Riddell is but one of many companies in the ultra-competitive field of developing… (Riddell )
Not so long ago, a football player knocked loopy by a hit to the head would get the "finger test" on the sideline. A trainer would hold up a certain number of fingers and ask the player to identify the number.
If the player could name the number — or thereabouts — he was cleared to return.
The NFL has taken the situation a lot more seriously in recent years, however, and will continue to emphasize the diagnosis and danger of head injuries.
Riddell, for one, has developed a futuristic system for measuring the severity of hits to the head, and tracking them over the course of the player's football career.
The company, one of several that makes helmets and pad systems, has specialized helmets fitted with accelerometers that capture, record and measure hits to the head. That system is transmitted and downloaded onto a laptop computer on the sideline, and a paging system notifies the team physician if an impact exceeds a certain threshold.
It's all part of an effort to make the game safer, while acknowledging injuries might be reduced but will not go away.
"In terms of continually improving the protection capability, there is no such thing as a concussion-proof helmet," said Thad Ide, Riddell's senior vice president of research and product development. "There are no concussion-proof helmets on the horizon."
Ide and his team are perpetually working on products that are more comfortable, more functional, more aesthetically pleasing, and of course safer.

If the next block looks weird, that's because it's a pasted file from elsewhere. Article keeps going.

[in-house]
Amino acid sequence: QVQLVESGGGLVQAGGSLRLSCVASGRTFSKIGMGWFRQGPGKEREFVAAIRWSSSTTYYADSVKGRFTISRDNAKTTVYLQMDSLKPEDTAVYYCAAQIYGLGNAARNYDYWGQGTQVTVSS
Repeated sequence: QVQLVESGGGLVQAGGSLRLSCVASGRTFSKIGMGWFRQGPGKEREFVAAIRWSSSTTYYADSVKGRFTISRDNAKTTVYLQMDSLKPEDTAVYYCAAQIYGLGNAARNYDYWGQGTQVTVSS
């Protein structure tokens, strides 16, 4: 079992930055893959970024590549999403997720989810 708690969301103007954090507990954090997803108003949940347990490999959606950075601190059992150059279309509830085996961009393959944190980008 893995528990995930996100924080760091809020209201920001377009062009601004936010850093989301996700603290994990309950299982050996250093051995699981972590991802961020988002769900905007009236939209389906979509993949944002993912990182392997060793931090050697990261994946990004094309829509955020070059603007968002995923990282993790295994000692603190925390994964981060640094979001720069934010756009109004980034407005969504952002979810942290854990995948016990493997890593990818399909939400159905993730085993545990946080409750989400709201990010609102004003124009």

He said he can envision a day when NFL players wear helmets specific to their positions. So, for instance, an offensive lineman might have extra protection from all the hits he absorbs to the forehead, whereas a receiver might have additional protection to handle a hit to the side of the head.
Riddell is but one of many companies in the ultra-competitive field of developing helmets and pads for players at all levels of football. Green Bay quarterback Aaron Rodgers, after two concussions this season, switched from a Riddell helmet to a Schutt AiR XP. Soon, players could be associated with their helmets the way professional golfers are with their clubs.
And the research continues. Riddell is developing shoulder pads with a rip cord allowing them to be easily removed by one person. As it is, it takes several people to safely remove the pads from an injured player who needs an MRI exam or X-ray.
"I have very creative designers and engineers that work for me that get paid to think about those things," he said, later conceding that he occasionally does have to "reel them back into the practical world."
He said it's also important to remember how the equipment looks.
"We could make the most protective football helmet ever conceived," he said, "but if nobody will wear it because of the way it looks, it doesn't do anybody any good."